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The Boston Globe

Business

ON THE JOB

Museum showcases music, along with art

David L. Ryan/Globe staff

Since becoming the MFA’s lead concert manager, Jasmine Hagans has reinstituted year-round concerts at the museum.

The bands on Jasmine Hagans’s wish list include pop-blues players Viva Viva, grunge rockers Drug Rug, and one-man ensemble Animal Hospital. This isn’t a parade of indie artists bound for a late-night show at an Allston bar, it is the programming notes for possible concerts at the Museum of Fine Arts. Hagans, 25, is the mastermind behind the museum’s concert series, which aims to create a lively blend of arts in a unique venue.

“From world to classical music, the museum is a living space to showcase a diverse and eclectic series, as reflected in the encyclopedic museum that we are,’’ said Hagans.

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Hagans, an accomplished drummer and graduate of Northeastern University’s music industry program, worked her way up from MFA intern to lead concert manager. Since she began her current role almost two years ago, she has reinstituted year-round concerts and conceptualized and launched the Sound Bites program, which brings free live music into the galleries once a month.

“I can’t imagine working in any field other than live music,’’ said Hagans, whose MFA desk is surrounded by concert posters and piled high with new CDs.

“I have a special love for Boston and aim to feature local talent as often as possible,’’ said Hagans, who booked locals The David Wax Museum, Debo Band, and Kristin Hersh to play at the museum. She also plans on featuring local student films before future concerts, spotlighting up-and-coming filmmakers along with musicians.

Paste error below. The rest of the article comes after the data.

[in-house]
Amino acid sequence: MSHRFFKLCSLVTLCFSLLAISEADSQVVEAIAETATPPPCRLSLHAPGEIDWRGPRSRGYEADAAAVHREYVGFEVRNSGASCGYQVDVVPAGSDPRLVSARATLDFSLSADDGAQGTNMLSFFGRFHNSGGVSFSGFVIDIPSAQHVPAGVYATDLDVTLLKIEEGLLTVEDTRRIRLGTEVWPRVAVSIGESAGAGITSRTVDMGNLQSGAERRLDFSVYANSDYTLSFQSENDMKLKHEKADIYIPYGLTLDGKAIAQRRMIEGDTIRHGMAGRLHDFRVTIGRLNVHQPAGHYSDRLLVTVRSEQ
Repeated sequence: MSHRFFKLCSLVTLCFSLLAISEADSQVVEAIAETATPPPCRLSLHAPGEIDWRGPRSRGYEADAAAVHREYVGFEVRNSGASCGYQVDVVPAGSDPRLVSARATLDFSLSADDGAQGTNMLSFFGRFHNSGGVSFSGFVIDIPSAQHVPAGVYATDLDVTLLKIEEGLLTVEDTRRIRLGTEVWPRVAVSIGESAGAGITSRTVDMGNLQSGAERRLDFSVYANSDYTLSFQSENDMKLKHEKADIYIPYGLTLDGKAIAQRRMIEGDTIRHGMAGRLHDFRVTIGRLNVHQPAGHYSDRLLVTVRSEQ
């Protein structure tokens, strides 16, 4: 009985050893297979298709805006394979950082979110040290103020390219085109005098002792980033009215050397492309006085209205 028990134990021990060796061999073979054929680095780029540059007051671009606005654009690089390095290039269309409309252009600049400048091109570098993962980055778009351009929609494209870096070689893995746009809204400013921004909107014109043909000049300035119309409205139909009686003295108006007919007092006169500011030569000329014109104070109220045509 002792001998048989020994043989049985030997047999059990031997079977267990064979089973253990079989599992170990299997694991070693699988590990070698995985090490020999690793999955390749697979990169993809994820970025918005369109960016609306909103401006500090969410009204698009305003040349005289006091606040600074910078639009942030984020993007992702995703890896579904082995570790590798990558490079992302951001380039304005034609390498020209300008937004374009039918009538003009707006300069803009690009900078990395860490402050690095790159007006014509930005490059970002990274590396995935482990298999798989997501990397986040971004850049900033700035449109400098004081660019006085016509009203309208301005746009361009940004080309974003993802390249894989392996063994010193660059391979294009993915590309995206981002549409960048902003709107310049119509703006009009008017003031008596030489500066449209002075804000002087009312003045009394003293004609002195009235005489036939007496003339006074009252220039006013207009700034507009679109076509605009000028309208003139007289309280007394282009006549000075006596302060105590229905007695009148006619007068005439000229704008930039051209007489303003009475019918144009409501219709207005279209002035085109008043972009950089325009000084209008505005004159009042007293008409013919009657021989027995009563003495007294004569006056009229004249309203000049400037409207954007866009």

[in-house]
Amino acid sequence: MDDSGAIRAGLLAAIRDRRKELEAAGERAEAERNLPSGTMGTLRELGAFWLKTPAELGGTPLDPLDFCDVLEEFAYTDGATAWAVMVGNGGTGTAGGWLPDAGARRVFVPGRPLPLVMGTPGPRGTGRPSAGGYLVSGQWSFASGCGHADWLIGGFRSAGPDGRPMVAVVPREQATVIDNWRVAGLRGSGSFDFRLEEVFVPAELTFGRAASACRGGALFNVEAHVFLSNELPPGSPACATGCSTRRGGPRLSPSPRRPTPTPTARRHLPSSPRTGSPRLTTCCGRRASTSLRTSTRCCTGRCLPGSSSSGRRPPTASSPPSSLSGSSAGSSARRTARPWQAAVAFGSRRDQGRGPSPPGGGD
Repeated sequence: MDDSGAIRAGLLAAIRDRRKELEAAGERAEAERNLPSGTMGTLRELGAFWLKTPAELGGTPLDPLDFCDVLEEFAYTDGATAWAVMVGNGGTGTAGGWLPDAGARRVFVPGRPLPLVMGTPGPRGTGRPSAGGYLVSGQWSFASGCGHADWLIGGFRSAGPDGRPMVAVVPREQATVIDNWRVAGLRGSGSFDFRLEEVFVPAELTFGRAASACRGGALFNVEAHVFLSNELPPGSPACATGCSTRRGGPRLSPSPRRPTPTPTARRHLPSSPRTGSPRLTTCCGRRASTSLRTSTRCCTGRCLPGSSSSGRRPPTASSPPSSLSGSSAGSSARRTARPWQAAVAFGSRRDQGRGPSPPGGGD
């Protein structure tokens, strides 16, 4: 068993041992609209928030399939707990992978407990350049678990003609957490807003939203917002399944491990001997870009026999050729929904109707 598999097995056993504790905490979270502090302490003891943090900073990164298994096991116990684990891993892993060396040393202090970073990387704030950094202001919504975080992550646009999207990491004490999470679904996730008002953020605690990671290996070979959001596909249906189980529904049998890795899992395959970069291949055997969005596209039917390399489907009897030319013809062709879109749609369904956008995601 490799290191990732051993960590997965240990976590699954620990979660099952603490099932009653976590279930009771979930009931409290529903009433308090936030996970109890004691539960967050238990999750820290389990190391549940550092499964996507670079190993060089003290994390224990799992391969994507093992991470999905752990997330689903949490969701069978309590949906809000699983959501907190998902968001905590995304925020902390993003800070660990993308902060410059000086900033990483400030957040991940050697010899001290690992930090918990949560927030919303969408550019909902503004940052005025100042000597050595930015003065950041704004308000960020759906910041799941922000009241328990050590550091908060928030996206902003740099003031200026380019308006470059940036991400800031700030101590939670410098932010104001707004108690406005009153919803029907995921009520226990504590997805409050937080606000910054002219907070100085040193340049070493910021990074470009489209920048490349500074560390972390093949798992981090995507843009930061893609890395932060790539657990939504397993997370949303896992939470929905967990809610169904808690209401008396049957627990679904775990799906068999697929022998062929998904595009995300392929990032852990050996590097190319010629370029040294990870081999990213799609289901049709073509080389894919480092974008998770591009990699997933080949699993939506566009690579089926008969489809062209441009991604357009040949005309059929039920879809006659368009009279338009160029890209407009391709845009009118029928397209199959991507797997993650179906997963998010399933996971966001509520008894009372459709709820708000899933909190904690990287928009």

You are the daughter of three-time-Grammy-nominated jazz trumpeter Tim Hagans, who is also an arranger and composer. What influence did that have on you?

Some people have rose-colored glasses; I have musical glasses that affect the way I view and interact with the world. I grew up going to a lot of concerts and had a firsthand view of what it’s like to be a professional musician. Instead of going the ups and downs of the performance route, I knew I wanted the stability of a full-time job, which is why I chose the business side of music.

Why did you decide to join the MFA? Do you have an interest in art?

After I graduated, I went abroad and taught English for a year in South Korea. For the first time, instead of spending a lot of time around live music, I was exposed to a lot of visual art, which really resonated with me. Suddenly I saw a whole new arena of visual art to explore. There is so much to learn, and it’s fun to approach it as someone who is completely new to the field.

What was one of your favorite performers that you’ve brought to the museum?

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Last summer we had Debo Band, an Ethiopian funk band, play outside in the courtyard under the summer stars. It was a really cool summer dance party.

How do you go about deciding on bands that you want to feature?

I work hard to develop relationships with agents who represent bands about to break into the national scene; the other half is from research or hearing about a band. I also get ideas from going to a lot of shows at the Middle East or T.T. the Bears, or from hearing opening bands at larger venues like House of Blues or Berklee Performance Center.

Did your father ever play at the MFA?

I was going through old press releases from the concert series, and found one from 1986, the year I was born. My dad played in the courtyard in our summer series that year. Since I work here now, it almost feels like coming full circle.

Globe correspondent Cindy Atoji Keene can be reached at cindy@cindyatoji.com.

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